AP Decision Notes: What to expect in Indiana's presidential and state primaries

  • Canadian Press

WASHINGTON (AP) — The race for the White House tops the ballot Tuesday in Indiana’s presidential and state primaries, but voters will also have to settle more competitive contests for governor, Congress and the state legislature.

President Joe Biden and former President Donald Trump already have enough delegates to secure their respective parties’ presidential nominations and have both won almost every primary and caucus by overwhelming margins. The presumptive nominees have nonetheless faced ongoing protest votes in recent contests that won’t upend their primary campaigns but have raised questions about voter discontent heading into the November general election.

Biden is the sole option in the Democratic primary, so Indiana voters won’t be able to cast their votes for another candidate or for “uncommitted.” In last week’s Pennsylvania primary, Biden won with about 88% of the vote, but write−in ballots comprised almost 6% of the vote, up from the roughly 2% to 3% cast for write−ins in the last three Democratic Pennsylvania presidential primaries. Progressive activists in the commonwealth organized a campaign to cast write−in votes for “uncommitted” in protest of the Biden administration’s position on the war in Gaza.

Trump is the only active candidate in the Republican primary, but the other option on the ballot, former United Nations Ambassador Nikki Haley, has continued to receive a sizable share of the vote in recent contests, despite suspending her campaign in early March. She received almost 17% of the vote in the April 23 Pennsylvania primary, which Trump still easily won with 83% of the vote.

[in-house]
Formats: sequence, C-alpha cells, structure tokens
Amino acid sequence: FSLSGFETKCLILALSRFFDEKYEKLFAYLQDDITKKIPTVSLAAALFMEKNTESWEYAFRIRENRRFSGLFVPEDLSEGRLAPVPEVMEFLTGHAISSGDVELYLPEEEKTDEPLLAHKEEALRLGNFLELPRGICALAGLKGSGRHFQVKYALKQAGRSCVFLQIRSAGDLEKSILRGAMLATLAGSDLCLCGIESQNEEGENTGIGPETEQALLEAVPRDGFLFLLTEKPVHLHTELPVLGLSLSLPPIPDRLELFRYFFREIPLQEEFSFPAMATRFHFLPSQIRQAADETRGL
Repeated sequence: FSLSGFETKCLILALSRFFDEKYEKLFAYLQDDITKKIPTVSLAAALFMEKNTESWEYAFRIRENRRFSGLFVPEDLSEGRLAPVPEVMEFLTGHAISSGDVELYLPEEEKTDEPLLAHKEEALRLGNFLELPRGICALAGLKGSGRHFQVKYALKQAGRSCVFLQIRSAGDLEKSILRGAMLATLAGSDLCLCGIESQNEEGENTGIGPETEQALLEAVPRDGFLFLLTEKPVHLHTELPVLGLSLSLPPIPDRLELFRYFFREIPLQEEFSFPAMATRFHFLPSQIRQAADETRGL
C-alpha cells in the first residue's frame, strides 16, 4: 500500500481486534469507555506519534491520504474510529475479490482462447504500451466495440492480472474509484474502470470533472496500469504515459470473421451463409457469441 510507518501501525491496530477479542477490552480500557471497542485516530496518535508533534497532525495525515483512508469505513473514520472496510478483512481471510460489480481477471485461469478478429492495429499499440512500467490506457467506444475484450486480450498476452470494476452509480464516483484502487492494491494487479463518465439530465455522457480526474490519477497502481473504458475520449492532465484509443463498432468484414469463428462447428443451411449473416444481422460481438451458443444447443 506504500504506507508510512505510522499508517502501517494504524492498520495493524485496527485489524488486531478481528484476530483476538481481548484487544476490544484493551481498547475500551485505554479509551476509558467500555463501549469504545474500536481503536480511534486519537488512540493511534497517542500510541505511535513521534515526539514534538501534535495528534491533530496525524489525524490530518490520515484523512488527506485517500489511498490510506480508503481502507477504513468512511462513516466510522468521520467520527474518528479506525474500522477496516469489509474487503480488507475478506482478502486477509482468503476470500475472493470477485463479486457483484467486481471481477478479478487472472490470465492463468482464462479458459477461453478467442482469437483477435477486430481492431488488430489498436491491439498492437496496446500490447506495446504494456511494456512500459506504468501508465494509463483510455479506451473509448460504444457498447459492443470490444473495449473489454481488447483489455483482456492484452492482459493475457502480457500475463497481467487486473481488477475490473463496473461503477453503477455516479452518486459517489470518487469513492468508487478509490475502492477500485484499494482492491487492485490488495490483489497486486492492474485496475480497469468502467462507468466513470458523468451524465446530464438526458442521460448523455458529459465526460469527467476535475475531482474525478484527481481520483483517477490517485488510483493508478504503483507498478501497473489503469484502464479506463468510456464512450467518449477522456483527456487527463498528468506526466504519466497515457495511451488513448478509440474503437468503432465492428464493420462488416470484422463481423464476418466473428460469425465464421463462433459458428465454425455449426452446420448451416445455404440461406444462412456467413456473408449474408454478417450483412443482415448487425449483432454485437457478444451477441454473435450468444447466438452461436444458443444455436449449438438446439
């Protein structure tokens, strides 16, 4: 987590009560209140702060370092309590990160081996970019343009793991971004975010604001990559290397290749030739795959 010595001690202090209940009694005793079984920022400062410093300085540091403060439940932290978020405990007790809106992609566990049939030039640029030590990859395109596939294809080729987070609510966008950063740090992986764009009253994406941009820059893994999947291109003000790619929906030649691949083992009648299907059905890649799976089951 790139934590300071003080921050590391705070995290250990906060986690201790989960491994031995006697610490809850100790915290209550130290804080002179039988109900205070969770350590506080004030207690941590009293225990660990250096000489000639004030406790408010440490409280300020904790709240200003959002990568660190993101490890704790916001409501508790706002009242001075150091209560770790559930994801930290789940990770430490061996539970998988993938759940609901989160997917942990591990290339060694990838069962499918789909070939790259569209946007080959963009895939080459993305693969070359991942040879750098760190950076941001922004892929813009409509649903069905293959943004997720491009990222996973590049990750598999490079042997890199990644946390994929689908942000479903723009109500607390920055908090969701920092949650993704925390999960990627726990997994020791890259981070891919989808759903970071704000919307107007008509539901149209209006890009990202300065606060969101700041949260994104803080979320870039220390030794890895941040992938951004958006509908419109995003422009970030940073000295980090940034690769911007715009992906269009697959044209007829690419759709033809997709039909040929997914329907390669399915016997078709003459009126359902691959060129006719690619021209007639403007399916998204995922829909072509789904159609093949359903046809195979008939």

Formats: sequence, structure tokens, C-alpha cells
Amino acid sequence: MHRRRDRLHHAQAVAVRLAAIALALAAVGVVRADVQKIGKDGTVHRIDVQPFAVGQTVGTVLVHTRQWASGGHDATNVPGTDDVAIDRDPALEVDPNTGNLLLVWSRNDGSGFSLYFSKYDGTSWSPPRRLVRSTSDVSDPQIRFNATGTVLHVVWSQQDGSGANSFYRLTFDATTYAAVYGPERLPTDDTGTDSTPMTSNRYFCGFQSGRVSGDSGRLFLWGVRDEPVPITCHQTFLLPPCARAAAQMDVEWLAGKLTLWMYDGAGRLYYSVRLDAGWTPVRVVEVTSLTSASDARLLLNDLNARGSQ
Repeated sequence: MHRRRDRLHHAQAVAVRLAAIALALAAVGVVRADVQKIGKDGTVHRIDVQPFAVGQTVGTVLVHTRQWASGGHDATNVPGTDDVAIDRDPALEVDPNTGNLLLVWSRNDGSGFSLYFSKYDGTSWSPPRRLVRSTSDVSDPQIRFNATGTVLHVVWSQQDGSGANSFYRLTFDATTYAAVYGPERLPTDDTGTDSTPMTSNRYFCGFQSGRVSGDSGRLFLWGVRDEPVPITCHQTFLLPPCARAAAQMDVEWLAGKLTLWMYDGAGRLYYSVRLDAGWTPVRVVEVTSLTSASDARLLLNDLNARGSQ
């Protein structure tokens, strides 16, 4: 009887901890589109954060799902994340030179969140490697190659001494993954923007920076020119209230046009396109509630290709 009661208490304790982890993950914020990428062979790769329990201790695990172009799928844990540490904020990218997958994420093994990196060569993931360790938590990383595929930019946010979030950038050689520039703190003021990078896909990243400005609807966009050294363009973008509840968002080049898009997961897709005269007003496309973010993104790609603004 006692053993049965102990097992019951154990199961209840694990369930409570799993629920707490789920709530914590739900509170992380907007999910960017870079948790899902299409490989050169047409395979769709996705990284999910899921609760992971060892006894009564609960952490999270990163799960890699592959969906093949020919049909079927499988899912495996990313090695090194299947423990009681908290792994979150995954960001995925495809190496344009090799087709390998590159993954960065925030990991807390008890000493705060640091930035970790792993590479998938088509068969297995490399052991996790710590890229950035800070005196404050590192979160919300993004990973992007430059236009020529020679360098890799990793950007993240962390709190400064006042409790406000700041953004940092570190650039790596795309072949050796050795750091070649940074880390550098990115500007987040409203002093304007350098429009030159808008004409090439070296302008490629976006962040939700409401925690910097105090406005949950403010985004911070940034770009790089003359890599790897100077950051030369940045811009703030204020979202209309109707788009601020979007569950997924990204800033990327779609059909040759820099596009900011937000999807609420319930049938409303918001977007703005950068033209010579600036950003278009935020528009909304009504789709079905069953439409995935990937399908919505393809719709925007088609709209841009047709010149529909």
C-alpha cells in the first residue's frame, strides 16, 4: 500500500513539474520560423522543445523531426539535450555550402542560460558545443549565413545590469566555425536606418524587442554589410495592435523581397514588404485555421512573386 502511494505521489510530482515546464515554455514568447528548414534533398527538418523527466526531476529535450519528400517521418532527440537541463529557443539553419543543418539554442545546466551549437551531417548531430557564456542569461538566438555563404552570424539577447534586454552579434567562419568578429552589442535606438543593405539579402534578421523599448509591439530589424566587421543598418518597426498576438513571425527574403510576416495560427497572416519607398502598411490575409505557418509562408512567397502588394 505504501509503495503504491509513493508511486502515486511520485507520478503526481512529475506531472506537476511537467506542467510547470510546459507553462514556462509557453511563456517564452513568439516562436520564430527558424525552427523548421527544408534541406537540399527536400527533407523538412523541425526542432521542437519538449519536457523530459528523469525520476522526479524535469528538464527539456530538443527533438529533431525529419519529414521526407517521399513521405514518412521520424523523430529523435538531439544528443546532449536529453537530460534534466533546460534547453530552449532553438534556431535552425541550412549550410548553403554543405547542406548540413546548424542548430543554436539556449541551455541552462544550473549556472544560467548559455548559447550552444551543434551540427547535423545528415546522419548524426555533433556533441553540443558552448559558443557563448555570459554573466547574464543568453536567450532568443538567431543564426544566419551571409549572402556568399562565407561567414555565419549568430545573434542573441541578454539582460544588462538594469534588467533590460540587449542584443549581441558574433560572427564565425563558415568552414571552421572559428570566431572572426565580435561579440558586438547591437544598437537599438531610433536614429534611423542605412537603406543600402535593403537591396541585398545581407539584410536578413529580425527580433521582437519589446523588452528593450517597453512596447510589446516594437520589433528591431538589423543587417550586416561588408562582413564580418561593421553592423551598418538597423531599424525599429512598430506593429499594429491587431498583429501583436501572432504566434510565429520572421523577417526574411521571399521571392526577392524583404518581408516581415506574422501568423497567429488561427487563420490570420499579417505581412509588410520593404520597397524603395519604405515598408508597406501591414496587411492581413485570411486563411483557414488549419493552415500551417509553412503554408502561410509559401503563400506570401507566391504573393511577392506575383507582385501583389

Indiana is not expected to be competitive in the presidential election. Trump carried the state twice with 57% of the vote. In the last 21 presidential elections, only two Democrats have won Indiana: Lyndon Johnson in 1964 and Barack Obama in 2008

Also on Tuesday, Indiana voters will decide a crowded six−way Republican primary to replace term−limited GOP Gov. Eric Holcomb. The field features first−term U.S. Sen. Mike Braun, who has Trump’s backing, former state Commerce Secretary Brad Chambers, Lt. Gov. Suzanne Crouch, former state economic official Eric Doden, former state Attorney General Curtis Hill and conservative activist Jamie Reitenour.

With Braun running for governor, Republicans have coalesced behind U.S. Rep. Jim Banks to replace him in the U.S. Senate. His Democratic opponent in November will be either former state representative and trade association executive Marc Carmichael or psychologist Valerie McCray.

The most notable of the U.S. House races on the ballot Tuesday are competitive Republican primaries in the 3rd Congressional District, which Banks is giving up to run for Senate, as well as the 5th, 6th and 8th Districts.

Half of Indiana’s 50 state Senate seats and all 100 state House seats are also up for election this year.

Here’s a look at what to expect on Tuesday:


Indiana’s presidential and state primaries will be held Tuesday. The last polls close at 7 p.m. ET, although most polls close at 6 p.m. ET. Indiana is in both the Eastern and the Central time zones.


The Associated Press will report vote totals for the Republican presidential primary, as well as 57 contested primaries for governor, U.S. Senate, U.S. House, state Senate and state House. Trump and Haley will both appear on the Republican presidential ballot. Vote totals will not be reported for the Democratic presidential primary, in which Biden is running uncontested. There is no “uncommitted” or write−in option on either ballot.


Indiana has an open primary system, which means any registered voter may participate in either party’s primary.


Indiana’s 79 pledged Democratic delegates are allocated according to the national party’s standard rules. Since Biden is the only option on the ballot, he will win all 79 delegates.